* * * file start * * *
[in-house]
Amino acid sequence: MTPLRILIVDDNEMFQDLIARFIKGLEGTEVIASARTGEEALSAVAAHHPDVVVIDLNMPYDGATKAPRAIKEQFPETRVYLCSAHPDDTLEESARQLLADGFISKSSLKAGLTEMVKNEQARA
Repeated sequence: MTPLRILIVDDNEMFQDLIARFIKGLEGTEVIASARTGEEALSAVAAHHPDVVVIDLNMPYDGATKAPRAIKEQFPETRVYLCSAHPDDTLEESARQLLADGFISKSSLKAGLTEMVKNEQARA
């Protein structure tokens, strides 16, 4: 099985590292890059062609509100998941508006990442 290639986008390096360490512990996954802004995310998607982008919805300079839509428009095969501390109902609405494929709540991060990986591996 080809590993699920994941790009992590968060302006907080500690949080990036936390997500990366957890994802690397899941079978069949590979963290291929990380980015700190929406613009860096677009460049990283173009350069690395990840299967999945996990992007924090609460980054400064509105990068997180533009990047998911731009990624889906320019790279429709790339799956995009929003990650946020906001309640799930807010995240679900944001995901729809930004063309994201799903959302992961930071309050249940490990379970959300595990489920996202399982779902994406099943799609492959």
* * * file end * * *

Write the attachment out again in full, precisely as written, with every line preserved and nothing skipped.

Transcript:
[in-house]
Amino acid sequence: MTPLRILIVDDNEMFQDLIARFIKGLEGTEVIASARTGEEALSAVAAHHPDVVVIDLNMPYDGATKAPRAIKEQFPETRVYLCSAHPDDTLEESARQLLADGFISKSSLKAGLTEMVKNEQARA
Repeated sequence: MTPLRILIVDDNEMFQDLIARFIKGLEGTEVIASARTGEEALSAVAAHHPDVVVIDLNMPYDGATKAPRAIKEQFPETRVYLCSAHPDDTLEESARQLLADGFISKSSLKAGLTEMVKNEQARA
């Protein structure tokens, strides 16, 4: 099985590292890059062609509100998941508006990442 290639986008390096360490512990996954802004995310998607982008919805300079839509428009095969501390109902609405494929709540991060990986591996 080809590993699920994941790009992590968060302006907080500690949080990036936390997500990366957890994802690397899941079978069949590979963290291929990380980015700190929406613009860096677009460049990283173009350069690395990840299967999945996990992007924090609460980054400064509105990068997180533009990047998911731009990624889906320019790279429709790339799956995009929003990650946020906001309640799930807010995240679900944001995901729809930004063309994201799903959302992961930071309050249940490990379970959300595990489920996202399982779902994406099943799609492959």